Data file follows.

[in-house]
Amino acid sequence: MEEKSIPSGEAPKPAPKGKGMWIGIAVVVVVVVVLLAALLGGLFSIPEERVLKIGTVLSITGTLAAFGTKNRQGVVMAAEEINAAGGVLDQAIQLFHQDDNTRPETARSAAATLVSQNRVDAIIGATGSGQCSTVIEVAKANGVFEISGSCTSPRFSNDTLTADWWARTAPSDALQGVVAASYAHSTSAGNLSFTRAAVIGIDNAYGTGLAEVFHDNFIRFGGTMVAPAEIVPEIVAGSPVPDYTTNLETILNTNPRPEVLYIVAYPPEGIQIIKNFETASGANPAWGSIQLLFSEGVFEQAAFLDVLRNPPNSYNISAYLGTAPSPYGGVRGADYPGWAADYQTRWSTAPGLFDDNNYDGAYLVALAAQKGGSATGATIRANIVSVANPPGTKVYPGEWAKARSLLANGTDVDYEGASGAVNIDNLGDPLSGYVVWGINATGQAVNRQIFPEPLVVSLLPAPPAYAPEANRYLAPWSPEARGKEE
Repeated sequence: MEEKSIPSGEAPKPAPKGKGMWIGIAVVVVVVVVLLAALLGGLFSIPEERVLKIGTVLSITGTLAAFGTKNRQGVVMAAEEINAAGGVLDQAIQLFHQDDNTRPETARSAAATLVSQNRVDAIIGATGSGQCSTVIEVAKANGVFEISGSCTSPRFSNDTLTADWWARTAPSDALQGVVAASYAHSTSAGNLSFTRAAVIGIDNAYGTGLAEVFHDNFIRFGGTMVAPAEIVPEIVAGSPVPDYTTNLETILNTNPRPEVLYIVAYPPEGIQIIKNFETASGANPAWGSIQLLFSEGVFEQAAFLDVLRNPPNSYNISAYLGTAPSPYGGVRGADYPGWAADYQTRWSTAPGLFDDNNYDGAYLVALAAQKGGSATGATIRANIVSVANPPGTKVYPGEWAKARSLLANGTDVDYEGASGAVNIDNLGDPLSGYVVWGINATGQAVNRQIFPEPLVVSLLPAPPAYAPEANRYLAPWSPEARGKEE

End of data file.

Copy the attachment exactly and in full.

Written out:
[in-house]
Amino acid sequence: MEEKSIPSGEAPKPAPKGKGMWIGIAVVVVVVVVLLAALLGGLFSIPEERVLKIGTVLSITGTLAAFGTKNRQGVVMAAEEINAAGGVLDQAIQLFHQDDNTRPETARSAAATLVSQNRVDAIIGATGSGQCSTVIEVAKANGVFEISGSCTSPRFSNDTLTADWWARTAPSDALQGVVAASYAHSTSAGNLSFTRAAVIGIDNAYGTGLAEVFHDNFIRFGGTMVAPAEIVPEIVAGSPVPDYTTNLETILNTNPRPEVLYIVAYPPEGIQIIKNFETASGANPAWGSIQLLFSEGVFEQAAFLDVLRNPPNSYNISAYLGTAPSPYGGVRGADYPGWAADYQTRWSTAPGLFDDNNYDGAYLVALAAQKGGSATGATIRANIVSVANPPGTKVYPGEWAKARSLLANGTDVDYEGASGAVNIDNLGDPLSGYVVWGINATGQAVNRQIFPEPLVVSLLPAPPAYAPEANRYLAPWSPEARGKEE
Repeated sequence: MEEKSIPSGEAPKPAPKGKGMWIGIAVVVVVVVVLLAALLGGLFSIPEERVLKIGTVLSITGTLAAFGTKNRQGVVMAAEEINAAGGVLDQAIQLFHQDDNTRPETARSAAATLVSQNRVDAIIGATGSGQCSTVIEVAKANGVFEISGSCTSPRFSNDTLTADWWARTAPSDALQGVVAASYAHSTSAGNLSFTRAAVIGIDNAYGTGLAEVFHDNFIRFGGTMVAPAEIVPEIVAGSPVPDYTTNLETILNTNPRPEVLYIVAYPPEGIQIIKNFETASGANPAWGSIQLLFSEGVFEQAAFLDVLRNPPNSYNISAYLGTAPSPYGGVRGADYPGWAADYQTRWSTAPGLFDDNNYDGAYLVALAAQKGGSATGATIRANIVSVANPPGTKVYPGEWAKARSLLANGTDVDYEGASGAVNIDNLGDPLSGYVVWGINATGQAVNRQIFPEPLVVSLLPAPPAYAPEANRYLAPWSPEARGKEE